In addition, sponsors and their portfolio companies may solve issues with financial covenants by amending financial definitions to reflect the extraordinary impact of COVID-19 on operations. This will principally involve ensuring that the definition of EBITDA sufficiently adds back one-time expenses relating to the pandemic. As noted above, many credit agreements include capped addbacks for non-recurring or extraordinary expenses; however, in the event that such general caps are exceeded or lenders are not otherwise comfortable agreeing that an item falls into such general add-back, separate specific addbacks relating to COVID-19 items may be negotiated. Although EBITDA addbacks will help smooth out the effects of unusual costs, they will generally not make up for lost income that had been previously projected. Potential new COVID-19 addbacks include the below:
- Increased production costs
- Increased supply costs
- Cleaning costs
- Cost of obtaining new supply chains
- Temporary store and facilities closure and reopening costs
- Employee compensation costs during a temporary closure
Material Adverse Change
It is customary for financing documentation to include a “material adverse change” or “material adverse effect” representation that no such change has occurred since a specified date. For transactions in the lower middle market, the occurrence of a material adverse change may also be an immediate Event of Default. Sponsors and their portfolio companies should review the definition of material adverse change for inclusion of “prospects” or other forward-looking language, which may provide a lender the ability to determine that a default has occurred due to an adverse event being likely to occur in the future. If such prospective language is included in a credit agreement, sponsors and their portfolio companies should consider requesting an amendment to limit adverse events to those that have actually occurred, including carve-outs relating to COVID-19 and pandemics generally.
Following an Event of Default
Most middle market credit agreements contain the right of the sponsor to cure financial covenant defaults by making equity contributions to a portfolio company (or sometimes also the issuance of sub debt by a portfolio company), which contributions or issuances count as a corresponding increase to EBITDA for the applicable period. Sponsors and their portfolio companies should review equity cure rights to determine applicable restrictions. Common restrictions include: (i) limitations on the number of cures during the term of the loans, (ii) not more than two cures in any four quarter period, (iii) a cap on the dollar amount of cure proceeds, (iv) no cures in consecutive periods, (v) a limited time period post default for exercising cure rights, and (vi) the application of cure proceeds to the term loans. To the extent cure proceeds are required to be applied to repay the term loans, sponsors and their portfolio companies should consider requesting a one-time waiver of the application of these proceeds to improve company liquidity post-cure. While equity cures are often exercised as a last resort, we anticipate that these may be used with more frequency now or otherwise more frequently required as a condition to covenant resets.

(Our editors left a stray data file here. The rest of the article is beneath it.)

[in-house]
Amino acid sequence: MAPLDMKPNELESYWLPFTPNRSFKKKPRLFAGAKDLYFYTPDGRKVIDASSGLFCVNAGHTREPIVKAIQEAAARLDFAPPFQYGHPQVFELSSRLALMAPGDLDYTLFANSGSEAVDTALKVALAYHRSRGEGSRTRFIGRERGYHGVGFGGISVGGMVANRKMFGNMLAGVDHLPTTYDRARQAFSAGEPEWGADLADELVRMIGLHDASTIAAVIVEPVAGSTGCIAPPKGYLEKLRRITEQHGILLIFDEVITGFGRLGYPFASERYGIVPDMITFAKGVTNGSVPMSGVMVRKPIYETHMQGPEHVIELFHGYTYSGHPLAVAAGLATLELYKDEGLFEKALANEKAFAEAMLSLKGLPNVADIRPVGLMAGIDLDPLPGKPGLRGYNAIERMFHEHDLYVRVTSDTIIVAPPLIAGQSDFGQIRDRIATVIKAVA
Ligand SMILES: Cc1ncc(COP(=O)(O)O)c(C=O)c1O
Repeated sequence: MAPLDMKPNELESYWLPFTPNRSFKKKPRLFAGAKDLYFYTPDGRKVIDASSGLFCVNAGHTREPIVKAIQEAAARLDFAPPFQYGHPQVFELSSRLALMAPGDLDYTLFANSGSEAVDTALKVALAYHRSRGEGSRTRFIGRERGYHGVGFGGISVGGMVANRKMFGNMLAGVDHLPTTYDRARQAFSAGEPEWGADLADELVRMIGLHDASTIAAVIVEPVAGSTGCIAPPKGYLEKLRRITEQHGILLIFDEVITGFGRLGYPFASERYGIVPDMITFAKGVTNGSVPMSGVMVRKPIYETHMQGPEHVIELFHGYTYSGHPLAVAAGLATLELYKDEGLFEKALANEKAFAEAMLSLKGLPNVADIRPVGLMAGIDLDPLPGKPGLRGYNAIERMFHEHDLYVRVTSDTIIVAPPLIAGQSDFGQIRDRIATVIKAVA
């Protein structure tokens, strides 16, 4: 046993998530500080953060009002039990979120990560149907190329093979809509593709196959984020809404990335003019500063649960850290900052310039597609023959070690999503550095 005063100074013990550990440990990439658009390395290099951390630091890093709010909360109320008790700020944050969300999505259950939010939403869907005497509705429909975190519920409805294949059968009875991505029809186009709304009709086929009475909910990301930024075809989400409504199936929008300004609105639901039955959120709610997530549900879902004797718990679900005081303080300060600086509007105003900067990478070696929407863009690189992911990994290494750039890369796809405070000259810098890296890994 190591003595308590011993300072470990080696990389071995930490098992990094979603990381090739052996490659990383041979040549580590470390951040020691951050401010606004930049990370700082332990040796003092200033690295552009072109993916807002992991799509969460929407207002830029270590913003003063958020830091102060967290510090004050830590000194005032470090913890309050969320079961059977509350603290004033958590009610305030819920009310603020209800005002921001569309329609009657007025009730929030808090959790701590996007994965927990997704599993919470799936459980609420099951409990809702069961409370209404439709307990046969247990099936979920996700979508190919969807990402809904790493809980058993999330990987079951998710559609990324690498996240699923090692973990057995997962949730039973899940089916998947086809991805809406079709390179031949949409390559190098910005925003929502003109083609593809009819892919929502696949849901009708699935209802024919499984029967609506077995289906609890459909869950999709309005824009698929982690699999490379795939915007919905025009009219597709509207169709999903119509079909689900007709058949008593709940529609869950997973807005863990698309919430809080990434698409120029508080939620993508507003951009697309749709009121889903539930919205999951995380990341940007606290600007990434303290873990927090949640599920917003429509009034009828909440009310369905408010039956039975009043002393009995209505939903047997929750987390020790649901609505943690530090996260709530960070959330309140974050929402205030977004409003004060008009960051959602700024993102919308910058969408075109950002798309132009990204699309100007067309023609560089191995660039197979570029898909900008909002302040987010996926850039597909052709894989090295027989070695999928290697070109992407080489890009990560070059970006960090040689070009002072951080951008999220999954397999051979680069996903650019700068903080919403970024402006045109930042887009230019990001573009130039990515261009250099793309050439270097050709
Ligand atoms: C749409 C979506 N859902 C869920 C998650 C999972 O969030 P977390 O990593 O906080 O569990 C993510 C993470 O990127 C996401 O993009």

Lender Forbearances in Lieu of Amendments and Waivers
To the extent that a portfolio company is not able to avoid or cure an “event of default” under its financing documentation or otherwise come to agreement with its lenders with respect to waivers or amendments of the financing documentation, sponsors and their portfolio companies should consider securing a forbearance agreement from the lenders during the post-default period prior to agreement on permanent waivers or amendments. A forbearance agreement will generally require a company to acknowledge the occurrence of defaults, but will also include a binding undertaking by the lender to refrain from taking any enforcement actions or exercising rights as a secured creditor prior to an agreed forbearance date.
Similar to waivers and amendments, lenders will often only grant forbearances in exchange for fees and the imposition of lender-friendly restrictions and requirements. Some lenders will ask for increased oversight, bringdowns of collateral disclosure, more frequent reporting, minimum liquidity requirements and satisfaction of performance milestones during the forbearance period. If the requirements of the agreement are not met, or additional defaults occur under the financing documentation during the forbearance period, the forbearance period will generally immediately lapse, and the lender will be free to exercise its remedies.
Sponsors and their portfolio companies should carefully weigh the value of a forbearance agreement against the costs associated therewith. While it is of course helpful for portfolio companies to have a period of contractual breathing-room, sometimes the terms required by the company’s lenders may not be worth it. If there are likely to be additional defaults that may end a forbearance period early, or a potential refinancing or change of control transaction is on the horizon, a portfolio company may be overall better off living with an ongoing event of default without taking on additional restrictions or paying additional fees. This of course needs to be weighed against the risk that the portfolio company’s lenders could exercise remedies under the loan documents, including sweeping cash from controlled accounts or otherwise foreclosing on assets of the company, and how this may impact the marketing of a sale or refinancing transaction.